Baltimore Associate Solicitor Frank C. Derr said he had not read the state's motion and complaint yesterday. "We need to see exactly what the allegations are and then to investigate them," he said.

"Certainly the city administration and the educational administration have not been thoroughly deficient as the state is alleging." he said. "We could do much more, much more quickly, if we had the resources."

State officials also filed a motion to dismiss the city's suit yesterday, citing a 1983 Maryland Court of Appeals opinion that found the state's formula for funding schools met constitutional standards.

Ms. Cannon also argued that, procedurally, the city cannot sue the state.

In a lengthy section of the 21-page complaint, the state charged that Dr. Amprey:

* Failed to implement recommendations of a 1992 independent management study, which led to the General Assembly's withholding of $5.9 million from this year's budget.

* Did not comply with a federal judge's orders in a special education lawsuit, causing that court to order a special administrator and a management oversight team for special education.

* Neglected to develop and implement effective curriculum and instructional strategies throughout the system. Citing city students' poor performance on state tests, the complaint stated that nine Maryland districts perform better while spending less money per student than the city.

Dr. Amprey said it is unfair to compare city children's scores on state tests with other children in Maryland "because we started out behind the rest."

Under a formula designed to provide more aid to school systems with lower tax bases, Baltimore will receive about $333 million from the state this year -- roughly half the school system's budget. The Glendening administration has said it plans to funnel about $100 million more to the city over the next four years.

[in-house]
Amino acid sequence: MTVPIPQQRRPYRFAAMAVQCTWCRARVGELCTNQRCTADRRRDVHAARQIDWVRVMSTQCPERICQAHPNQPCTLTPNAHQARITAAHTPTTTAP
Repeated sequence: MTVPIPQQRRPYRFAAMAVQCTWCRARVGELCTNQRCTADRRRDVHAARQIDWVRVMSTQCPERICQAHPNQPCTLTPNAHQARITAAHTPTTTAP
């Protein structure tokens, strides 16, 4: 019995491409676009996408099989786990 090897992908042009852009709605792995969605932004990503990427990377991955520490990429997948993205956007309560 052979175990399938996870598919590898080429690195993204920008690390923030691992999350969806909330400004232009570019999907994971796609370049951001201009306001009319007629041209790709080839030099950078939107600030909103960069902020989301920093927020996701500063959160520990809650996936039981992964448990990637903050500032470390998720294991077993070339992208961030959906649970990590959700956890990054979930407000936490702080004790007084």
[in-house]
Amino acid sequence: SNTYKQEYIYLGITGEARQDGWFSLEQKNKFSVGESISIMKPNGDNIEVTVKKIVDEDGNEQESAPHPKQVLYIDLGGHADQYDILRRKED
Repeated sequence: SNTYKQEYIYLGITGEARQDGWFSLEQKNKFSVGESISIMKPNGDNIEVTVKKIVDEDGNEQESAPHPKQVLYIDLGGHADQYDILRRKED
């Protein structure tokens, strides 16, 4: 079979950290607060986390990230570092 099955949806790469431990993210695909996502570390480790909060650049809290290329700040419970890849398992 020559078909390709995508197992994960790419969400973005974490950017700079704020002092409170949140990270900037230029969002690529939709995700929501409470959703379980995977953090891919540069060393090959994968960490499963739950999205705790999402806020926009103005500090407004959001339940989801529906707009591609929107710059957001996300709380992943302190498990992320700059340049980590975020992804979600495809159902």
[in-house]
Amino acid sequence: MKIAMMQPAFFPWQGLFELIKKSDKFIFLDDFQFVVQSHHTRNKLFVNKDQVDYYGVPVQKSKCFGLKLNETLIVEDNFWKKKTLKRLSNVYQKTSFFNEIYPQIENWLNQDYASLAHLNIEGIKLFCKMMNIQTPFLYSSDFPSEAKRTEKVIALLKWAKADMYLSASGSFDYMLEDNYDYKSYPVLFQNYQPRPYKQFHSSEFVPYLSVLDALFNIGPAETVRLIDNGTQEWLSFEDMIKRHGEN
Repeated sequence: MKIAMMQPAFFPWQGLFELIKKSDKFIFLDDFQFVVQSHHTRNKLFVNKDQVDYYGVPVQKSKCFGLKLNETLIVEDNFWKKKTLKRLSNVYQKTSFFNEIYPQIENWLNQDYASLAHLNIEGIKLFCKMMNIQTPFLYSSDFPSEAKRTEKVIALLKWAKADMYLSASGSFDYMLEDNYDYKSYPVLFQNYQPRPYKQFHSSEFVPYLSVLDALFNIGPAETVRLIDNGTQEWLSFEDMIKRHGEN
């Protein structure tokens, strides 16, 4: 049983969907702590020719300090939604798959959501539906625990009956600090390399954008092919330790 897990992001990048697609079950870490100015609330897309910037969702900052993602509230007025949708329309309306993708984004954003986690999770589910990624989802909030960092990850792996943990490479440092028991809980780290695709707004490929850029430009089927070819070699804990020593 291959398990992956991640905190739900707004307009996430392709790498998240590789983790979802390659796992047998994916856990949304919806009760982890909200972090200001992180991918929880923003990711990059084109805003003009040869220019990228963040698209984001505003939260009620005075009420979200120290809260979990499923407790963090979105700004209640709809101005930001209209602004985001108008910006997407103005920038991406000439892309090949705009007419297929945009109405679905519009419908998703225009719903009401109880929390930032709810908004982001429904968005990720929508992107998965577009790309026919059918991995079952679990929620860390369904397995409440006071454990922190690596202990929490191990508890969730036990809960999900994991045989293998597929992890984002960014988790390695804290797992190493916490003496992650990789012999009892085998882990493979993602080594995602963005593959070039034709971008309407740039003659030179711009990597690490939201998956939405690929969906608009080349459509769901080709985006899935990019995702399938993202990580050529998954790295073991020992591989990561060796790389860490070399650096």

Linking the issues

But Del. Howard "Pete" Rawlings, the West Baltimore Democrat who has been harshly critical of Dr. Amprey's management, said yesterday that the state Board of Education and Dr. Grasmick cannot tie the question of funding to administrative reform.

"The two need to go hand in hand. If the state is saying you can't have one without the other, it's being irresponsible," said Mr. Rawlings, who is chairman of the House Appropriations Committee.

"I don't see it as a full defense, because if Baltimore is where it was two to three years ago, they're below standard and still have a lot of poor students," said Allan Odden, a professor at the University of Wisconsin at Madison and an expert on education financing. "There's a pretty good argument Baltimore still has on the school finance side."

Alan Baron, a Washington lawyer who represents the plaintiffs in the ACLU suit, said both management problems and lack of money undermine education.

"It's the great luxury of being in the middle," Mr. Baron said. "I don't care what it takes to accomplish that to which these children are entitled. At this point it's just too early to tell what the remedy will be."